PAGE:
Absolutely you should. It's not just common sense from a security POV, it should also be practice as matter of business ethics.
Let's imagine the following scenario: Alice leaves, and her computer is transferred to Bob. Bob didn't know it, but Alice was into illegal shota porn and left several files tucked away outside of her profile. IT wipes her profile ...
To get Docker running on the AWS AMI you should follow the steps below (these are all assuming you have ssh'd on to the EC2 instance).
Update the packages on your instance
[ec2-user ~]$ sudo yum update -y
[ec2-user ~]$ sudo yum install docker -y
Start the Docker Service
[ec2-user ~]$ sudo service docker start
Add the ec2-user to the ...
If you have CentOS 6.x, and have enabled the EPEL repository, you can use yum to install node/npm:
$ sudo yum install npm
After the installation is complete, check to make sure node is setup properly:
$ node -v
(Should return something like v0.10.36).
If you want later versions of Node.js (e.g. 4.x, 5.x, etc.), you can use the Nodesource yum repository ...
You should definitely reset/reinstall the computers. There could be malicious programs on it that would put the business at risk. Those could be viruses or trojans or something the former employee left there intentionally (not everybody leaves on good terms). All reasons in @axl's reply are valid, too.
To make your life easier, create a snapshot/image/...
I'm not an IT admin, but my feeling is that you should reinstall for a couple of reasons:
Local admins can take ownership of the previous user's files.
You're less likely to have to deal with problems arising from system changes made by the old user.
The old user's personal applications would still be available in Program Files.
If you don't have local ...
There are two components at play - Installshield's engine and the MSIExec/Windows Installer engine.
In later versions of Installshield's Setup.exe bootstrapper, the /debuglog flag was introduced.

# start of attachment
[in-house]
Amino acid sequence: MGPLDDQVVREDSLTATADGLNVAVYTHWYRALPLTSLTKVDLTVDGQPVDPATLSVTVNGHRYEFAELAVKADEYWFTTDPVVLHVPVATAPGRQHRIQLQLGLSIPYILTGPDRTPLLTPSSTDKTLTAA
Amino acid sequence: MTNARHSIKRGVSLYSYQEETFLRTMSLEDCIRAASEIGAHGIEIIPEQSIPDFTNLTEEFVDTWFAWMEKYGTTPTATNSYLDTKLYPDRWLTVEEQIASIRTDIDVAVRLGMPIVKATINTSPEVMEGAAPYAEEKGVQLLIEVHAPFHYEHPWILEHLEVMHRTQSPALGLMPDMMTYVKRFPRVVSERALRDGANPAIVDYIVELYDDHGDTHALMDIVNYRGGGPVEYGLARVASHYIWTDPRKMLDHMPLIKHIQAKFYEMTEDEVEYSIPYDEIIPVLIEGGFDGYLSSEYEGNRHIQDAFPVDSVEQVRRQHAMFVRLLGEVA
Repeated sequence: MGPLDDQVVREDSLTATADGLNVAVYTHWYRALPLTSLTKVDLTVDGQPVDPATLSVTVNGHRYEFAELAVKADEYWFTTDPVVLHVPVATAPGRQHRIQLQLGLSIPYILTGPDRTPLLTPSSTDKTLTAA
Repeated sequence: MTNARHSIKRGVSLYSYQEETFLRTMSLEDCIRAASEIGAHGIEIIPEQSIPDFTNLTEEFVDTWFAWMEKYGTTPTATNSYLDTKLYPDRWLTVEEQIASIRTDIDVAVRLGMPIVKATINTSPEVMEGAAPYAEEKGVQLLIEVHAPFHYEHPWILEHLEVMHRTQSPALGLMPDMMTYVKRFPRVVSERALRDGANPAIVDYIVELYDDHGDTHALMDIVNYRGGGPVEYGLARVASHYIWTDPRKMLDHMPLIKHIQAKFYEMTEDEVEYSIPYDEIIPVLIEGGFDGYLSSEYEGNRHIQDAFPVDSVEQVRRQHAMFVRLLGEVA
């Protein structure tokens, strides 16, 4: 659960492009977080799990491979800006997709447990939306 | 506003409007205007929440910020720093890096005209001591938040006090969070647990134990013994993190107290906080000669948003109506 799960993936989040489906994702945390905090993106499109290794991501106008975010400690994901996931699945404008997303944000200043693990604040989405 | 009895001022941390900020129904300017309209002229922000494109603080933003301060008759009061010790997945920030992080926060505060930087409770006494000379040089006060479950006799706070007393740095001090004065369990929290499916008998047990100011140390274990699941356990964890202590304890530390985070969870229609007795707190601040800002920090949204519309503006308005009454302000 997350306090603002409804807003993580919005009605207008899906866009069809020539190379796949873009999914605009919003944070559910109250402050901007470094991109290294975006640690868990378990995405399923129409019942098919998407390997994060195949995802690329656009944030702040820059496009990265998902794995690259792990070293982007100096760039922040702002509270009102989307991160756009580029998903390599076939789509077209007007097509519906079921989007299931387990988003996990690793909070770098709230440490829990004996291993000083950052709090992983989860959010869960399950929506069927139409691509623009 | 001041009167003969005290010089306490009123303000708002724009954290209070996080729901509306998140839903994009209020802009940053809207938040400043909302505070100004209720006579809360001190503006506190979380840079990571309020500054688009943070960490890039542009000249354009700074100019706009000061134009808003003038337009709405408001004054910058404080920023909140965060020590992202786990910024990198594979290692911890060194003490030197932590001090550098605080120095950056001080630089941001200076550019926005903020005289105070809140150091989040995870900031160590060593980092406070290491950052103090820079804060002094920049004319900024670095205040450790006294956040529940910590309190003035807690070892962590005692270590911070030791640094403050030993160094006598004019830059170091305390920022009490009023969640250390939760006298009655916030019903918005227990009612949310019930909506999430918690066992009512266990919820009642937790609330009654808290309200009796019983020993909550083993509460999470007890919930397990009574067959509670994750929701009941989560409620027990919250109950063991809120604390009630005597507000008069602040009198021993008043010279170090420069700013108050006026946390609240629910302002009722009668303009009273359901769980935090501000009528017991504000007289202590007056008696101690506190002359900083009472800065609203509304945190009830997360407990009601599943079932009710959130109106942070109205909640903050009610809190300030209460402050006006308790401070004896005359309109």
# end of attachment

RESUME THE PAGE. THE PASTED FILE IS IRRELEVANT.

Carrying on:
To log both, try:
Setup.exe /debuglog"C:\PathToLog\setupexe.log" /V"/L*v c:\PathToLog\SetupMSI.log"
Make sure the user has write permissions to the paths ...
Initdb should only be run once. It will create the directory where you'll keep the config files and (usually) the actual database. You've obviously already done that already; otherwrise there wouldn't be any pg_hba.conf for you to edit.
So, just don't run postgresql initdb again, unless you are doing a complete reinstall.
Yes. This can be done using native Windows commands like diskpart, bootsect and copy (xcopy).
Here are the guides that cover the topic exactly:
The way to import a software collection into your current shell (not launch a sub-shell) is to source the "enable" file.
For example for rh-php56 on a Redhat 7 machine...
You can now run "php", or read manpages "man php" as normal.
that will add the appropriate environment variables to the current shells environment. ...
If you're completely wiping & reinstalling a Postgres DB, when running initdb like:
service postgresql-9.2 initdb -E 'UTF8' --pgdata="/foo/bar/"
you can encounter this service error:
Data directory is not empty! [FAILED]
To fix it (and this is the nuclear option -- all db data is wiped!)
On Amazon Linux (2014-x):
rm -rf /var/lib/...
It seems your libgcc.x86_64 has a different version than the libgcc.i686 you are trying to install (4.4.7-3 vs. 4.4.7-4). Try to update the x86_64 lib together with the installation of the i686-lib:
yum install libgcc.x86_64 libgcc.i686
Need-for-speed properties to tweak:
MSIFASTINSTALL (try it, maybe 3 or 7)
FASTOEM (think twice, must read documentation)
DISABLEROLLBACK (understand what it means, can cause custom actions in MSI package to fail to run! It depends on the MSI design - look for commit- and rollback custom actions)
Security software can be suspended to speed ...
That should be possible.
Mount ISO image, say drive letter is x: